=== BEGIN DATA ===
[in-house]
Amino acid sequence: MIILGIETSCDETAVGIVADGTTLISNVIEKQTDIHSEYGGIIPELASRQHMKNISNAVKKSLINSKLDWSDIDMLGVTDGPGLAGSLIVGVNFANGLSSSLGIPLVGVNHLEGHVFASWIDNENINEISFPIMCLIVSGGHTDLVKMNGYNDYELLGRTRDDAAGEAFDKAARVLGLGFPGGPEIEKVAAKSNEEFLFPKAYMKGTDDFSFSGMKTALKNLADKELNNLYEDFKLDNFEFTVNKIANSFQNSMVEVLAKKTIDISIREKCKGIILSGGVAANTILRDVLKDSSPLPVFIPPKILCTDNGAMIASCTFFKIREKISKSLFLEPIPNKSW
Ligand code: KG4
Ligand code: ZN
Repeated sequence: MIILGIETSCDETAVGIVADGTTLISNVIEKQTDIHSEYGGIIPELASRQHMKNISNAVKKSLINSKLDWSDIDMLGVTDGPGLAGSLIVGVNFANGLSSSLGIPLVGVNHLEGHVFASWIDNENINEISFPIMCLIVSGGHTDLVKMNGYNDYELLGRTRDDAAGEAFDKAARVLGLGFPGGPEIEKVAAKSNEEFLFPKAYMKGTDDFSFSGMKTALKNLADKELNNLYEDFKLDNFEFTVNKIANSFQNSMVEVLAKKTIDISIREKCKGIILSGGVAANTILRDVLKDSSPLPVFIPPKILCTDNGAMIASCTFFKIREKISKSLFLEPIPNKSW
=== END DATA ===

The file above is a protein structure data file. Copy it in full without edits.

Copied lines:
[in-house]
Amino acid sequence: MIILGIETSCDETAVGIVADGTTLISNVIEKQTDIHSEYGGIIPELASRQHMKNISNAVKKSLINSKLDWSDIDMLGVTDGPGLAGSLIVGVNFANGLSSSLGIPLVGVNHLEGHVFASWIDNENINEISFPIMCLIVSGGHTDLVKMNGYNDYELLGRTRDDAAGEAFDKAARVLGLGFPGGPEIEKVAAKSNEEFLFPKAYMKGTDDFSFSGMKTALKNLADKELNNLYEDFKLDNFEFTVNKIANSFQNSMVEVLAKKTIDISIREKCKGIILSGGVAANTILRDVLKDSSPLPVFIPPKILCTDNGAMIASCTFFKIREKISKSLFLEPIPNKSW
Ligand code: KG4
Ligand code: ZN
Repeated sequence: MIILGIETSCDETAVGIVADGTTLISNVIEKQTDIHSEYGGIIPELASRQHMKNISNAVKKSLINSKLDWSDIDMLGVTDGPGLAGSLIVGVNFANGLSSSLGIPLVGVNHLEGHVFASWIDNENINEISFPIMCLIVSGGHTDLVKMNGYNDYELLGRTRDDAAGEAFDKAARVLGLGFPGGPEIEKVAAKSNEEFLFPKAYMKGTDDFSFSGMKTALKNLADKELNNLYEDFKLDNFEFTVNKIANSFQNSMVEVLAKKTIDISIREKCKGIILSGGVAANTILRDVLKDSSPLPVFIPPKILCTDNGAMIASCTFFKIREKISKSLFLEPIPNKSW